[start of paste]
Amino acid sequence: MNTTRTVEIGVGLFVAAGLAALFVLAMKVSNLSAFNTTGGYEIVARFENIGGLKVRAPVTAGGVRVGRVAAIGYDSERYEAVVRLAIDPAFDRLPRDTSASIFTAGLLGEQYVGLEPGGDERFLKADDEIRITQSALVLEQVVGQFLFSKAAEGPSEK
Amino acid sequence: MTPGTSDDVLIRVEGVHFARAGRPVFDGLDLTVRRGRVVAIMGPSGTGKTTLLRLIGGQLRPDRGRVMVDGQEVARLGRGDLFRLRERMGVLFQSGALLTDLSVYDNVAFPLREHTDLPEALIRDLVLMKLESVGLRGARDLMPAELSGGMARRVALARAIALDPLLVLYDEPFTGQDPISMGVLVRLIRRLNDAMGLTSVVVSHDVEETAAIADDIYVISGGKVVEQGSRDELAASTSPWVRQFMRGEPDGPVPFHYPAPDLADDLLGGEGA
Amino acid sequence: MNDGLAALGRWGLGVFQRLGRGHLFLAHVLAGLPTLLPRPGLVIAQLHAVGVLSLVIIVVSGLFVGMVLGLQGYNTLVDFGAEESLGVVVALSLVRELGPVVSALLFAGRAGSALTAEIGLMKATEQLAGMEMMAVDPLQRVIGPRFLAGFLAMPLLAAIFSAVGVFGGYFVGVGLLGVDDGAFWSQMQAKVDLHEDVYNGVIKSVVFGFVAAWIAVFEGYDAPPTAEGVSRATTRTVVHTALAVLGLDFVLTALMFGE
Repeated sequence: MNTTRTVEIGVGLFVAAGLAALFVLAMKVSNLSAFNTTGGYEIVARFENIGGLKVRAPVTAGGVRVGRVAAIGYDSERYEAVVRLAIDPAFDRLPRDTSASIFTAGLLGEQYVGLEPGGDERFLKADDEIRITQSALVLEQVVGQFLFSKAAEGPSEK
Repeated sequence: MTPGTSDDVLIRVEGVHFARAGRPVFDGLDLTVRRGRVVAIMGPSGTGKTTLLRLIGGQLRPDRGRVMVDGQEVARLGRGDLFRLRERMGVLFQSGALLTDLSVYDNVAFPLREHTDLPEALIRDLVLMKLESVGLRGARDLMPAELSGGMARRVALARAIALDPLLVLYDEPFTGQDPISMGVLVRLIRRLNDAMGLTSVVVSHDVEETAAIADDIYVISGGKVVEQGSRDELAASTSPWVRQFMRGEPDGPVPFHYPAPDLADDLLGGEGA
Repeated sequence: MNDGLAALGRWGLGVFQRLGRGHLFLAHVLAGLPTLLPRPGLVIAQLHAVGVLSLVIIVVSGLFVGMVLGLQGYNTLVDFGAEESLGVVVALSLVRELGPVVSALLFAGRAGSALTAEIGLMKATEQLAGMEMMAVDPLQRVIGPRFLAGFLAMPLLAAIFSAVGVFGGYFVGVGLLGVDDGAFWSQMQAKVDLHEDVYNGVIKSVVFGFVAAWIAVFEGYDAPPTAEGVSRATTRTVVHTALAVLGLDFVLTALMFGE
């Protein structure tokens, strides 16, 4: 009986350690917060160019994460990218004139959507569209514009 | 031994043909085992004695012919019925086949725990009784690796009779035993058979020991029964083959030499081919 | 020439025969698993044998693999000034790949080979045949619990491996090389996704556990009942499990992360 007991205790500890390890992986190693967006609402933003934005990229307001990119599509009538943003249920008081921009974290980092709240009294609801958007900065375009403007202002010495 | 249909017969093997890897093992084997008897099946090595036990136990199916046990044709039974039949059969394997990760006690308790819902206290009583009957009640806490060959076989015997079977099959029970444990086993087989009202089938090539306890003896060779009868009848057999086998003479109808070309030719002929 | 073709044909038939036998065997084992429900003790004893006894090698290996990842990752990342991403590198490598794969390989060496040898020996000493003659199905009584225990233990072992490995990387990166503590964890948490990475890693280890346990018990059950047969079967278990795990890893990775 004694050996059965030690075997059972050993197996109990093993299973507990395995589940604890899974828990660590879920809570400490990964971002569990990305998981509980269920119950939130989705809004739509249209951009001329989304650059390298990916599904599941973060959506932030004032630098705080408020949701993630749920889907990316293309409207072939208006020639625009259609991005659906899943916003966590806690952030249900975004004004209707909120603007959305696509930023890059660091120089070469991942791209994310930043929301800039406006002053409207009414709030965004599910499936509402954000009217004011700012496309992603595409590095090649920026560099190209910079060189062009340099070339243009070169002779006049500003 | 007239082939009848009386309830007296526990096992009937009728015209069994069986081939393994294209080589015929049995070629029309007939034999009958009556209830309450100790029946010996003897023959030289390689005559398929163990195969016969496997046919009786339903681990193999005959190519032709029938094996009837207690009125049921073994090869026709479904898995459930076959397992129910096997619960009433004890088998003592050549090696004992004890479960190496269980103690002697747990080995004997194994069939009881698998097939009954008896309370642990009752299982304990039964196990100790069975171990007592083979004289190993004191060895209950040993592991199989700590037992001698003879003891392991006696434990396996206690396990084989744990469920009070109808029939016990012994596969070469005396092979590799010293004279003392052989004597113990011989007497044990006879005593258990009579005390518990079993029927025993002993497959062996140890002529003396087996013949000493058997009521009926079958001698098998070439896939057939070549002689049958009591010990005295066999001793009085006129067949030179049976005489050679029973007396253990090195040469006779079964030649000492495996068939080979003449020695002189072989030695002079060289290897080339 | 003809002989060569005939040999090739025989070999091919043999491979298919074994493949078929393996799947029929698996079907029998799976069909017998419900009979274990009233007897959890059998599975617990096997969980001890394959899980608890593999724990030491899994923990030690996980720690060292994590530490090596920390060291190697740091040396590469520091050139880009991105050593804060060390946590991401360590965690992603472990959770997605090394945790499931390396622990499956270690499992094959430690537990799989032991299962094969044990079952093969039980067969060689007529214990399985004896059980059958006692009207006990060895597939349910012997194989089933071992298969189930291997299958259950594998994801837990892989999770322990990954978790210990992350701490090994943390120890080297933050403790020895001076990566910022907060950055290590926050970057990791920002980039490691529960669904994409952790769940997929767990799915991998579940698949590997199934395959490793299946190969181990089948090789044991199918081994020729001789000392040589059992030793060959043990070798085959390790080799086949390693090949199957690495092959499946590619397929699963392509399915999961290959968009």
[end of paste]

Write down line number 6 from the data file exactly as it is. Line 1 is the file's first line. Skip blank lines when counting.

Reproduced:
Repeated sequence: MNDGLAALGRWGLGVFQRLGRGHLFLAHVLAGLPTLLPRPGLVIAQLHAVGVLSLVIIVVSGLFVGMVLGLQGYNTLVDFGAEESLGVVVALSLVRELGPVVSALLFAGRAGSALTAEIGLMKATEQLAGMEMMAVDPLQRVIGPRFLAGFLAMPLLAAIFSAVGVFGGYFVGVGLLGVDDGAFWSQMQAKVDLHEDVYNGVIKSVVFGFVAAWIAVFEGYDAPPTAEGVSRATTRTVVHTALAVLGLDFVLTALMFGE